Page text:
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This should be an easy one :)

I want to add a click event listener only in case it hasn't been added earlier already, and prevent it from running twice. I thought of accomplishing this like so:


<a href="http://www.google.com"> Google is your friend </a>
<a href="http://www.Bing.com"> Bing's alright as well </a>


var links = document.getElementsByTagName("a");
for (var i=0; i<links.length; i++)
    if (*Default has been prevented for links[i]*){ //how do I implement this check?
        return; //do nothing, we're all done.
    } else {
            alert("Showing you this instead of opening this link!"); 

In my real world case the added event listener is preventing the default behavior. So how can I check if it has been prevented before? I want to make sure the listener won't be added twice. How can I implement this check?
Many thanks for any ideas.

share|improve this question
Use event delegation instead. –  SLaks Aug 13 '13 at 14:52
Not adding the listener twice can be achieved by not adding the listener twice –  Esailija Aug 13 '13 at 15:03
Well, obviously enough, yeah. But this is a rather simplified example of what is happening in my project, so it we'll be readable. I just thought to try and tackle this problem from this angle. –  user1555863 Aug 13 '13 at 15:07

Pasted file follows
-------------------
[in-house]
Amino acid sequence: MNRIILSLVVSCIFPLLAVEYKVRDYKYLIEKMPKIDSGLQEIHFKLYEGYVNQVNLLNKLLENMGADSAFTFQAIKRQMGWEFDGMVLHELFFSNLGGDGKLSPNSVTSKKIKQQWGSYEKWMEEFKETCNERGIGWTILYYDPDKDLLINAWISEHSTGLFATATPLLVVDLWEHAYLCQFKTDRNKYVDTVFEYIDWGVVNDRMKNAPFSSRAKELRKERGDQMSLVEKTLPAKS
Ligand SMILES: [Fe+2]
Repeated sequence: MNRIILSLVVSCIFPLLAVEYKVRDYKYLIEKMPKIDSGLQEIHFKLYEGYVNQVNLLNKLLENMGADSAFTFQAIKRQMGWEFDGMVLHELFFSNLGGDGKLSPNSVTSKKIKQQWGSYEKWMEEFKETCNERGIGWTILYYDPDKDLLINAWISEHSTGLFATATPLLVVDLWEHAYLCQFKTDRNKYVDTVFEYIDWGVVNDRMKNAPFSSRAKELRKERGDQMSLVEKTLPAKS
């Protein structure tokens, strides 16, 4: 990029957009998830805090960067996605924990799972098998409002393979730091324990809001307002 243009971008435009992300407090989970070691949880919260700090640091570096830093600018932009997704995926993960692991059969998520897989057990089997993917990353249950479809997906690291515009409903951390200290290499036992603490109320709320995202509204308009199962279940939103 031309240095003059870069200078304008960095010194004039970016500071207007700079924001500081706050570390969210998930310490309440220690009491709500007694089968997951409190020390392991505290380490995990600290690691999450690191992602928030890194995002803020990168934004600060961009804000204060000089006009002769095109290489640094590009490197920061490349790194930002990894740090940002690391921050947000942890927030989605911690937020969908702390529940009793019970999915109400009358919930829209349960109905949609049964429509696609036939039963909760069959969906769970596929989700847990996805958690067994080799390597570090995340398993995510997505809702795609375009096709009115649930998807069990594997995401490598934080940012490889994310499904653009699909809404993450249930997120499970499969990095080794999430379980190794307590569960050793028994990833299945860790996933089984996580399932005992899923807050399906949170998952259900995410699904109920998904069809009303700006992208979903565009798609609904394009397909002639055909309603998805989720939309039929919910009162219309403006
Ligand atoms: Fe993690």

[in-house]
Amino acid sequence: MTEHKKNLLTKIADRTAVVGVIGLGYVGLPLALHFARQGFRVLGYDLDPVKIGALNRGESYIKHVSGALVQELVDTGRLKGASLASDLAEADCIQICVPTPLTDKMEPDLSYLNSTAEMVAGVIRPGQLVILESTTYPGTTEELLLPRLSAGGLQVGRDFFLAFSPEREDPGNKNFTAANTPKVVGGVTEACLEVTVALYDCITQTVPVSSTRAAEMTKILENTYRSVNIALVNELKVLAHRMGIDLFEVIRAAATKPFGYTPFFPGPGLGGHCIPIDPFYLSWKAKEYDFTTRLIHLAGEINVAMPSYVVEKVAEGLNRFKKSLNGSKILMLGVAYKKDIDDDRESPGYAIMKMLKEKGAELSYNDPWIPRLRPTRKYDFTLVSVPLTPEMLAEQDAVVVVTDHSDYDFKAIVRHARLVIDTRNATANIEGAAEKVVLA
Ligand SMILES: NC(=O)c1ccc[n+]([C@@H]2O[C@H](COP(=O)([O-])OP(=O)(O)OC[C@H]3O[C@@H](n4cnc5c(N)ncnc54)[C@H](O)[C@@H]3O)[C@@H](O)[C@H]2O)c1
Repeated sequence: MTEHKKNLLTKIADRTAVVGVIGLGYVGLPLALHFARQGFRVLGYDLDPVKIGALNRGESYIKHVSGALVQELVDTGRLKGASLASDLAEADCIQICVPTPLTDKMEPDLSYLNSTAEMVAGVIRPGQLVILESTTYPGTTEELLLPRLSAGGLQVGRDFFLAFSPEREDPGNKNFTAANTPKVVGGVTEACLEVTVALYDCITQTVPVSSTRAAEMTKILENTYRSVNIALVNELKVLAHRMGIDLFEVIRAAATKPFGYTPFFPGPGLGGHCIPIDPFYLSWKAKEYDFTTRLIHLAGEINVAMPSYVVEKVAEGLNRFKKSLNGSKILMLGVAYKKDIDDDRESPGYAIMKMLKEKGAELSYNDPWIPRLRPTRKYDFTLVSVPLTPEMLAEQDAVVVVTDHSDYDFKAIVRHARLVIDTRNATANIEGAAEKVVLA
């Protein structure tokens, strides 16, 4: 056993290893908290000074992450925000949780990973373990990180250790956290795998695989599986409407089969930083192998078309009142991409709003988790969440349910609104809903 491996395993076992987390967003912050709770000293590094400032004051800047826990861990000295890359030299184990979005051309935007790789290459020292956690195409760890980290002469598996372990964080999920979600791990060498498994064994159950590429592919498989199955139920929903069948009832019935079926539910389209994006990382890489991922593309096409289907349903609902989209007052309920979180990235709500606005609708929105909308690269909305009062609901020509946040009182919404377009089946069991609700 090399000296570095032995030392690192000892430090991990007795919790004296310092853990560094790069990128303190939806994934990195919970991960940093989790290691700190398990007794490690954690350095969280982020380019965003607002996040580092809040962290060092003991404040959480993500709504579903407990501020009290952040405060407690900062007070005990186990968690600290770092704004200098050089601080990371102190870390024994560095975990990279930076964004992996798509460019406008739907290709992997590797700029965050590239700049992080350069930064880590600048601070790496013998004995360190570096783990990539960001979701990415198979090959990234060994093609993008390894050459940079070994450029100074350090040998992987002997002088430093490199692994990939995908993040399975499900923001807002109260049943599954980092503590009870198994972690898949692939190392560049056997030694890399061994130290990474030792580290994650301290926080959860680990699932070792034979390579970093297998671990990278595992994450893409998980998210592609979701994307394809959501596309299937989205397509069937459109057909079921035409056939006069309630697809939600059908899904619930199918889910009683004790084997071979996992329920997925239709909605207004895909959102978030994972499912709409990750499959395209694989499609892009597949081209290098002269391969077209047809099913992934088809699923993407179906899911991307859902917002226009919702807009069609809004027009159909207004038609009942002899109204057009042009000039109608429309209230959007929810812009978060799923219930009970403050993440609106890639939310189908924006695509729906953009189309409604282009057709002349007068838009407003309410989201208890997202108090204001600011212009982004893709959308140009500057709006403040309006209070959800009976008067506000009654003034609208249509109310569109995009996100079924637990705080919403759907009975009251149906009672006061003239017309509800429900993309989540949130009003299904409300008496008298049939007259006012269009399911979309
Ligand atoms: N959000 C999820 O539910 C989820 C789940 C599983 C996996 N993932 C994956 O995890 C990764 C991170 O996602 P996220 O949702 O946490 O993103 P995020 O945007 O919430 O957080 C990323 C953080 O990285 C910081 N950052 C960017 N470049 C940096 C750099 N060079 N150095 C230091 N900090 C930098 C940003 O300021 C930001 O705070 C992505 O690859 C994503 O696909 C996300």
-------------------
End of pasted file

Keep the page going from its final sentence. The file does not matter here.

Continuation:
1 Answer 1

up vote 1 down vote accepted

You can achive your goal using object identity. Quote from MDN:

Multiple identical event listeners

If multiple identical EventListeners are registered on the same EventTarget with the same parameters, the duplicate instances are discarded. They do not cause the EventListener to be called twice, and since the duplicates are discarded, they do not need to be removed manually with the removeEventListener method.


// the "one" handler function instance
var theEventPreventDefaultHandler = function (event) {

var links = document.getElementsByTagName("a");
for (var i = 0; i < links.length; i++) {
    links[i].addEventListener("click", theEventPreventDefaultHandler);

Watch the Fiddle.

I didn't check that out, but it could be possible the addEventListener function returns false to catch the case, when it didn't add a "duplicate". It doesn't, returns only undefined.

To "check if an event has a handler" is not supported natively. It is possible in jQuery, because this manages the handlers in a .data("events") array, also to support IE's old quirks behaviors in this and window.event. That said, it would be a pain in the ass to reimplement what ejohn did. There about are a bunch of questions on stackoverflow:

share|improve this answer
Well done. Cheers! –  user1555863 Aug 13 '13 at 19:45

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